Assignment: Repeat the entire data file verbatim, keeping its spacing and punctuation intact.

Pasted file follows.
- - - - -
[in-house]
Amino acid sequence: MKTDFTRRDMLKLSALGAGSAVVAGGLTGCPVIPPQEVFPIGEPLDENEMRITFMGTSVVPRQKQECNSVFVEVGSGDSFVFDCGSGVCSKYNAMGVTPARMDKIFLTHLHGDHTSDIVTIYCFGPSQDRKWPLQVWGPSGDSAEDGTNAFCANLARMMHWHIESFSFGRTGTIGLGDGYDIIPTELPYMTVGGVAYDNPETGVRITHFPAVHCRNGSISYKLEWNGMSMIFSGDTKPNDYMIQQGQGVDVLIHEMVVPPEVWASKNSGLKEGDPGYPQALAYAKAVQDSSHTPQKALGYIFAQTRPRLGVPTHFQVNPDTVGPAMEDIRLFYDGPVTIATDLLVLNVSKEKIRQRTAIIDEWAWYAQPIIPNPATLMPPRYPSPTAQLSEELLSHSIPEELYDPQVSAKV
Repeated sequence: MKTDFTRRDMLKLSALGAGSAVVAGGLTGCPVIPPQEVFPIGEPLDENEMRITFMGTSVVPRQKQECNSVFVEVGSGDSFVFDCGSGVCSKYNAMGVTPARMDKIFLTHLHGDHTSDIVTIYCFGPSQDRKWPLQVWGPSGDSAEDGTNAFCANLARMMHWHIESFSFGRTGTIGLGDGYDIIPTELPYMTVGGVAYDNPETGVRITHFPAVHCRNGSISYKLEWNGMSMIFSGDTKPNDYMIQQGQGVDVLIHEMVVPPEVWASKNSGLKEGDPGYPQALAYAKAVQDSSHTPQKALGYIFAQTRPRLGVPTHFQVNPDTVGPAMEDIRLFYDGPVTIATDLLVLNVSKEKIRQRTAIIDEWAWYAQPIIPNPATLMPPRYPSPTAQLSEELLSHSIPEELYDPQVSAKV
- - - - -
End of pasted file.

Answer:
[in-house]
Amino acid sequence: MKTDFTRRDMLKLSALGAGSAVVAGGLTGCPVIPPQEVFPIGEPLDENEMRITFMGTSVVPRQKQECNSVFVEVGSGDSFVFDCGSGVCSKYNAMGVTPARMDKIFLTHLHGDHTSDIVTIYCFGPSQDRKWPLQVWGPSGDSAEDGTNAFCANLARMMHWHIESFSFGRTGTIGLGDGYDIIPTELPYMTVGGVAYDNPETGVRITHFPAVHCRNGSISYKLEWNGMSMIFSGDTKPNDYMIQQGQGVDVLIHEMVVPPEVWASKNSGLKEGDPGYPQALAYAKAVQDSSHTPQKALGYIFAQTRPRLGVPTHFQVNPDTVGPAMEDIRLFYDGPVTIATDLLVLNVSKEKIRQRTAIIDEWAWYAQPIIPNPATLMPPRYPSPTAQLSEELLSHSIPEELYDPQVSAKV
Repeated sequence: MKTDFTRRDMLKLSALGAGSAVVAGGLTGCPVIPPQEVFPIGEPLDENEMRITFMGTSVVPRQKQECNSVFVEVGSGDSFVFDCGSGVCSKYNAMGVTPARMDKIFLTHLHGDHTSDIVTIYCFGPSQDRKWPLQVWGPSGDSAEDGTNAFCANLARMMHWHIESFSFGRTGTIGLGDGYDIIPTELPYMTVGGVAYDNPETGVRITHFPAVHCRNGSISYKLEWNGMSMIFSGDTKPNDYMIQQGQGVDVLIHEMVVPPEVWASKNSGLKEGDPGYPQALAYAKAVQDSSHTPQKALGYIFAQTRPRLGVPTHFQVNPDTVGPAMEDIRLFYDGPVTIATDLLVLNVSKEKIRQRTAIIDEWAWYAQPIIPNPATLMPPRYPSPTAQLSEELLSHSIPEELYDPQVSAKV